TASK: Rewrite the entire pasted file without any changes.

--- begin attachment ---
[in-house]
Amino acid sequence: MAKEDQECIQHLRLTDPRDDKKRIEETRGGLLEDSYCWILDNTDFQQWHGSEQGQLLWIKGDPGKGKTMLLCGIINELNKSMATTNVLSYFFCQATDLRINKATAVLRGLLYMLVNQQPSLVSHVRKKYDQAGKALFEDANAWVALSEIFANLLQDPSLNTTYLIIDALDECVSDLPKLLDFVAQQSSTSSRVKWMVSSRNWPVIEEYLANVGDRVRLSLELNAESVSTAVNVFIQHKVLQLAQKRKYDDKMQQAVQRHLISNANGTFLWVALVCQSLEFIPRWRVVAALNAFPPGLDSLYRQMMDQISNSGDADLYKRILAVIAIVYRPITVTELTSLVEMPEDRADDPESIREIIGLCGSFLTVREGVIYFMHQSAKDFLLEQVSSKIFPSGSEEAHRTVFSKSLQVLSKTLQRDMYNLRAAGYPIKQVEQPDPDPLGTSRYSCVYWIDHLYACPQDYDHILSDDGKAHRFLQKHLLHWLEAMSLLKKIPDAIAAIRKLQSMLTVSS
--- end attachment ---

[in-house]
Amino acid sequence: MAKEDQECIQHLRLTDPRDDKKRIEETRGGLLEDSYCWILDNTDFQQWHGSEQGQLLWIKGDPGKGKTMLLCGIINELNKSMATTNVLSYFFCQATDLRINKATAVLRGLLYMLVNQQPSLVSHVRKKYDQAGKALFEDANAWVALSEIFANLLQDPSLNTTYLIIDALDECVSDLPKLLDFVAQQSSTSSRVKWMVSSRNWPVIEEYLANVGDRVRLSLELNAESVSTAVNVFIQHKVLQLAQKRKYDDKMQQAVQRHLISNANGTFLWVALVCQSLEFIPRWRVVAALNAFPPGLDSLYRQMMDQISNSGDADLYKRILAVIAIVYRPITVTELTSLVEMPEDRADDPESIREIIGLCGSFLTVREGVIYFMHQSAKDFLLEQVSSKIFPSGSEEAHRTVFSKSLQVLSKTLQRDMYNLRAAGYPIKQVEQPDPDPLGTSRYSCVYWIDHLYACPQDYDHILSDDGKAHRFLQKHLLHWLEAMSLLKKIPDAIAAIRKLQSMLTVSS